Making Special Education Culturally Responsive

A disproportionate number of students receiving special education services are Black and Latinx. What does it look like to teach special education in a way that is responsive to both students' disabilities and their cultural and linguistic heritages?

Research to Practice: Culturally Sustaining & Responsive Teaching in Special Education

The problem

Over 250,000 Black and Latinx students receive special education services in the United States (OSERS, 2020). In terms of educational outcomes, these students are often doubly marginalized, with less access to general education class, more school discipline problems, and lower graduation rates than either students of their ethnicities without disabilities or White students with disabilities  (National Center for Education Statistics [NCES], 2018; Newman et al., 2011; Office of Special Education and Rehabilitative Services [OSERS], 2020; Skiba et al., 2014).


I could go a lot more into the problem, but what I am way more interested in is the solution. Like how do we start offering all of our students with disabilities, including Black and Brown students with disabilities, educational experiences that empower them and help them reach their goals?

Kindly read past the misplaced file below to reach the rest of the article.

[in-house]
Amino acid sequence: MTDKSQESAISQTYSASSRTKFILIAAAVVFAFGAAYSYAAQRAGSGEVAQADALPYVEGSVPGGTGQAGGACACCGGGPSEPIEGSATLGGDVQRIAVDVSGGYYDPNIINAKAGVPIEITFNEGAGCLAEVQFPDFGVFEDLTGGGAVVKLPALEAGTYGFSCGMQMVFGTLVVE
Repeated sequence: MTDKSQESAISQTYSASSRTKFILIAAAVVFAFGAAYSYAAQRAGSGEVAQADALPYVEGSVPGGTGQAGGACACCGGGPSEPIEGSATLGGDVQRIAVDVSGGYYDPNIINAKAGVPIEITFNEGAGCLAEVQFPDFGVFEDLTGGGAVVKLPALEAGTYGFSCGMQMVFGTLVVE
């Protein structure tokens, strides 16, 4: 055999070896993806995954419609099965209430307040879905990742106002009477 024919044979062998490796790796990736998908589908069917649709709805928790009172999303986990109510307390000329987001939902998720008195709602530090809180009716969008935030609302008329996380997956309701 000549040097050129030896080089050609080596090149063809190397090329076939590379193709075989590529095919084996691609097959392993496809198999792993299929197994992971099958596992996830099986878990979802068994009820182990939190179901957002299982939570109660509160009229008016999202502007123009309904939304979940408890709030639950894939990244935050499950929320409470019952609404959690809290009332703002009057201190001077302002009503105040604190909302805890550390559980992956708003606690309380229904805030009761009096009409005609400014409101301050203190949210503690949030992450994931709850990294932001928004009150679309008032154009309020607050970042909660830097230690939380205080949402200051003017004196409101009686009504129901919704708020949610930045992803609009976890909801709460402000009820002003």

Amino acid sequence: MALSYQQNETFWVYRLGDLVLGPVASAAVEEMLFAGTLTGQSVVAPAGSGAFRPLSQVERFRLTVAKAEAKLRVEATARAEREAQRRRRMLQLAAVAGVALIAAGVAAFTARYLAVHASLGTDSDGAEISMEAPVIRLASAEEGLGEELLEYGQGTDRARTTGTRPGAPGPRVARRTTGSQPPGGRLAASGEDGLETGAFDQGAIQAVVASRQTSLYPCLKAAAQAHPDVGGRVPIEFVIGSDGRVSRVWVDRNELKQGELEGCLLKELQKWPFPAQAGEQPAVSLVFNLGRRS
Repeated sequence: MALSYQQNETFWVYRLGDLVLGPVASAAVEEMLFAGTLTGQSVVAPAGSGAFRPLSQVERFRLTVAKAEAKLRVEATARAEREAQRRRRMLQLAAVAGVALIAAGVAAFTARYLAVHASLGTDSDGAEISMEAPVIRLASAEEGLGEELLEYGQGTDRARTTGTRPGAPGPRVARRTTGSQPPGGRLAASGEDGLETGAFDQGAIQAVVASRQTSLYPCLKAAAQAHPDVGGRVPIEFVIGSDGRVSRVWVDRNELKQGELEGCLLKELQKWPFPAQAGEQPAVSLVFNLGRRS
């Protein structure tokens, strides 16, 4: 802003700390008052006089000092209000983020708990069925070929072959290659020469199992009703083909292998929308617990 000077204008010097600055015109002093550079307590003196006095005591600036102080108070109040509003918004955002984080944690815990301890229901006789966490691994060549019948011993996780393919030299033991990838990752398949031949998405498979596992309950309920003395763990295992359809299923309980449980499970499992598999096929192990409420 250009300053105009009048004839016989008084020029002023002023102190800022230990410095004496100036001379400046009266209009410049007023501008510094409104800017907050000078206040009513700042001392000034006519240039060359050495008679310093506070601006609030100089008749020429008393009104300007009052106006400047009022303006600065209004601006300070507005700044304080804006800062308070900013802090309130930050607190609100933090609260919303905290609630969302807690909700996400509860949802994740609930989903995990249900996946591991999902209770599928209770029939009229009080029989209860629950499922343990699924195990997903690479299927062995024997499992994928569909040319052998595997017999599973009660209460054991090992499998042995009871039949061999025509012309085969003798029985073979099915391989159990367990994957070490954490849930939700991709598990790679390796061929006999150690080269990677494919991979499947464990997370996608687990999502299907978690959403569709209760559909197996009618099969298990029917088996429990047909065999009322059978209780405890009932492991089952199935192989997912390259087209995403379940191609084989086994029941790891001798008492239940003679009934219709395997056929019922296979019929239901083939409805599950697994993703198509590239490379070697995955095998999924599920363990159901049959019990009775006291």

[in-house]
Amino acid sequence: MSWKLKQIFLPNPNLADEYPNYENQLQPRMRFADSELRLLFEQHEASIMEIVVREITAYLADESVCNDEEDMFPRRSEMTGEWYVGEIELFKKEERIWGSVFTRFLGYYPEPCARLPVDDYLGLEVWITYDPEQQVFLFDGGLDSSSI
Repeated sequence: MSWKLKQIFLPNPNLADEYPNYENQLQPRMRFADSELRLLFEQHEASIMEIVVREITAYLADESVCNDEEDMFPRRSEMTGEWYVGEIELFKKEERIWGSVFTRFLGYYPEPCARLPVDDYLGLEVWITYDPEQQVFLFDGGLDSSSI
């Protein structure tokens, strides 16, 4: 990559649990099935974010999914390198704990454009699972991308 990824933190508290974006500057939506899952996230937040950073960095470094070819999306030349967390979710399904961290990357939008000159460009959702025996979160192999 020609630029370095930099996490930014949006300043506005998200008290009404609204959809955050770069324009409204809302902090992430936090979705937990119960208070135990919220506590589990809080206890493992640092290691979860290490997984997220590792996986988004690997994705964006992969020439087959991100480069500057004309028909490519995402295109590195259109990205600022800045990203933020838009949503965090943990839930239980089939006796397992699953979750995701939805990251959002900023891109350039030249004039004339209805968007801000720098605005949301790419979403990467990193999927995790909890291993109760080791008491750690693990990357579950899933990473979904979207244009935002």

One approach that I find really promising is culturally sustaining pedagogy for special education. CSP is an asset-focused pedagogy, one that positions the languages, literacies, and cultures of students as educational assets that teachers can draw on and honor through their teaching (Paris & Alim, 2014). There are lots of studies on what this looks like in general education classrooms, but surprisingly few examples of what it looks like done well with students with special needs. So for this post, I am going to draw from my own research to show what it can look like. 

The setting is an inclusive high school social studies and English class, taught by two empowering teachers. They rocked. Here are some of the ways they delivered CSP to their students.

What works: Demonstrate cultural competence

Cultural competence is when teachers learn about and validate students’ cultures– when they are culturally aware, not culture blind. These teachers: